Best Practice

Meeting the new counter-terrorism duties for schools

Recent laws on counter-terrorism and security bring with them new duties for schools. Amy Cook looks at what you need to know.

Last month, Parliament passed the Counter-Terrorism and Security Act 2015 (1), meaning that all schools will soon be required to help prevent young people from being drawn into terrorism.

Schools will be expected to follow the more specific and rigorous set of expectations that have been added to the current government guidance for Channel, an element of the Prevent strategy aimed at stopping vulnerable people being drawn into terrorism (2). They must also work to challenge the extremist ideas which are shared by terrorist groups and used to legitimise terrorism.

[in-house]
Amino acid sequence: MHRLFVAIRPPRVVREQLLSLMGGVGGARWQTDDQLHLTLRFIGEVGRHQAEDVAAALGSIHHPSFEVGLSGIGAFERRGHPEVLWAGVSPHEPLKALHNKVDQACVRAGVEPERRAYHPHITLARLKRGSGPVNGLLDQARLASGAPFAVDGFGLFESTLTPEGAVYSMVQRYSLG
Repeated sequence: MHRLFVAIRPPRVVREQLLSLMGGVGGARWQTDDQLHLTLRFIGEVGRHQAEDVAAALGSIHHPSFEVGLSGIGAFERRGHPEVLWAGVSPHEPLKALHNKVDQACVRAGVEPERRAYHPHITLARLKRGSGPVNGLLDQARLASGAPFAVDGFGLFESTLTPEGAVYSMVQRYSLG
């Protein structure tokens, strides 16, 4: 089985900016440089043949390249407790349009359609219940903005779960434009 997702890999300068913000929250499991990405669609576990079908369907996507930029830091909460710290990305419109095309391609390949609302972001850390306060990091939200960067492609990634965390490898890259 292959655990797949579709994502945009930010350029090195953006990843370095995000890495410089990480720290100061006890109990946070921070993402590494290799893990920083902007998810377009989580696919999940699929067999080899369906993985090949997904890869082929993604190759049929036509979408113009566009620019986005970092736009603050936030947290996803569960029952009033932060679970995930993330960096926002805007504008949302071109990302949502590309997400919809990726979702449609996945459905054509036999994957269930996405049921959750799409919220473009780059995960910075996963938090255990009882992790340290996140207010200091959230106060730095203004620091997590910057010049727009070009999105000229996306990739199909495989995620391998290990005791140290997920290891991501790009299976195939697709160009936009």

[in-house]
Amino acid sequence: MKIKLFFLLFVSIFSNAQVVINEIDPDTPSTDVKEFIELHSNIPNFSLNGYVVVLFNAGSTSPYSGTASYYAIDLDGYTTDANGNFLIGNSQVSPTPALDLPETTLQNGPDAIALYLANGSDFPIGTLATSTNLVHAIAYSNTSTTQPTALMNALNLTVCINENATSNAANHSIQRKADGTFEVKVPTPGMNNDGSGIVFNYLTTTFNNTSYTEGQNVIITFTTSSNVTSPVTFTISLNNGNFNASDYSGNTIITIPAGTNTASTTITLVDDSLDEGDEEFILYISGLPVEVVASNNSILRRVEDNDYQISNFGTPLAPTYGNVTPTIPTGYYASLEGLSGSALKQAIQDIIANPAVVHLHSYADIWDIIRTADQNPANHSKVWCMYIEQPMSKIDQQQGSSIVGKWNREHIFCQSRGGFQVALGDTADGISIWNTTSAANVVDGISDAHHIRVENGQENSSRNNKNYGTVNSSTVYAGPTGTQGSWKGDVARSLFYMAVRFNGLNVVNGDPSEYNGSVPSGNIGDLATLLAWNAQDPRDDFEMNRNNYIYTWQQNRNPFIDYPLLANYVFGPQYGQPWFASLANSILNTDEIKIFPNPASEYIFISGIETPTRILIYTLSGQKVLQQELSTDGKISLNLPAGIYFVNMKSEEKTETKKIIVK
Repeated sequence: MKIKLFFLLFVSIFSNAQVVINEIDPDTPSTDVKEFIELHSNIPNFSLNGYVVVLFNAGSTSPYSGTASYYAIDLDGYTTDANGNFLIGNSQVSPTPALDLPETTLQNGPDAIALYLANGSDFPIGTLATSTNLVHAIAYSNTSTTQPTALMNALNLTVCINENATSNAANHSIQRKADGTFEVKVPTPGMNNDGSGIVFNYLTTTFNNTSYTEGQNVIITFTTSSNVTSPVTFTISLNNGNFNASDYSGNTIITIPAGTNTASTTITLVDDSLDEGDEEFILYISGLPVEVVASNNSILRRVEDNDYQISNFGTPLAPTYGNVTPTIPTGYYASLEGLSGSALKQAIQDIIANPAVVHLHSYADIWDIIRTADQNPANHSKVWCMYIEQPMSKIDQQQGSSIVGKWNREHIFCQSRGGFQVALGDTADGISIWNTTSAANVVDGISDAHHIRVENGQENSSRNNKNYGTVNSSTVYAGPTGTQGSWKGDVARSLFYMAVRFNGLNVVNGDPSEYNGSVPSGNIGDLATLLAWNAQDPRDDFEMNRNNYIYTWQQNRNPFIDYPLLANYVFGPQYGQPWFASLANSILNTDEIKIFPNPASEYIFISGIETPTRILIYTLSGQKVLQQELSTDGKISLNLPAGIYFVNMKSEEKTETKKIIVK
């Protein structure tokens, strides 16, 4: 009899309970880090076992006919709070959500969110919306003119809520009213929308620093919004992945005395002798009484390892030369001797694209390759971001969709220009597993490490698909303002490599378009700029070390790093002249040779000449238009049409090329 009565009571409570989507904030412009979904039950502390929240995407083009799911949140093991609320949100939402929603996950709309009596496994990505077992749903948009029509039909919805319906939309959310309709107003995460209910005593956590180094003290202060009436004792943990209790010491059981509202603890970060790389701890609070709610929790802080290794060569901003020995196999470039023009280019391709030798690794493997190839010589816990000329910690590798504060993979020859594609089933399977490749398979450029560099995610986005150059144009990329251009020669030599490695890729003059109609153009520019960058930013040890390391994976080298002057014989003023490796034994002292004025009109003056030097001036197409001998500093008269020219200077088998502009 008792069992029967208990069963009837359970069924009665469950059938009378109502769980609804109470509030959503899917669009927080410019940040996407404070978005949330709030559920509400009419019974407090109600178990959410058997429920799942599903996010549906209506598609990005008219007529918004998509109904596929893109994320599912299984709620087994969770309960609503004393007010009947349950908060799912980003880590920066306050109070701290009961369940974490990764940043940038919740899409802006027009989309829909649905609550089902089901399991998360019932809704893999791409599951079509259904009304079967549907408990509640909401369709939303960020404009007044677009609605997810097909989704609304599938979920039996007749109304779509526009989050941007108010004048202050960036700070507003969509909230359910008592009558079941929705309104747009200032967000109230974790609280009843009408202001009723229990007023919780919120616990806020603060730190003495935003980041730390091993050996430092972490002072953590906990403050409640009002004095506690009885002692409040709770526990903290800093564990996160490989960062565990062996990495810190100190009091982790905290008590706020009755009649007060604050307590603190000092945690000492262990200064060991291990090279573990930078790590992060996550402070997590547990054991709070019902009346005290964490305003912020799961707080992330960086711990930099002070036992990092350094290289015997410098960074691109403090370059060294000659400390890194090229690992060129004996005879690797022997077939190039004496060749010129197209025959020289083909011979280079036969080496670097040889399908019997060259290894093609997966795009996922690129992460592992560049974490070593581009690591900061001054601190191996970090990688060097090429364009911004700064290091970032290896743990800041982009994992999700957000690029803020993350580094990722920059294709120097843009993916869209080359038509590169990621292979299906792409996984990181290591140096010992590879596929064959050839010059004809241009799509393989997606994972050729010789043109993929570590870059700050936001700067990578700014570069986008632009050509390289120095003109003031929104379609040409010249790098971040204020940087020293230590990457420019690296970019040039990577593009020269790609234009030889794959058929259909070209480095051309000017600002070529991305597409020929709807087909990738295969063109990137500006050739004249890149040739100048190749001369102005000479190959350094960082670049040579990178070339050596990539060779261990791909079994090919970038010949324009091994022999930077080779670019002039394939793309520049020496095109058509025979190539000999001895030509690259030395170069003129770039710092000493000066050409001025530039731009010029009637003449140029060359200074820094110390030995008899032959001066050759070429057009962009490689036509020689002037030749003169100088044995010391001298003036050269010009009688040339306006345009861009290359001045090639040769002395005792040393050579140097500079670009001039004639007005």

School leaders have already been asking question about how to effectively meet existing requirements for safeguarding pupils (3) and to promote “fundamental British values” (4). Headteachers and governors have been asking for examples of policies on preventing extremism and guidance on how to explain the associated risks to pupils of different ages.

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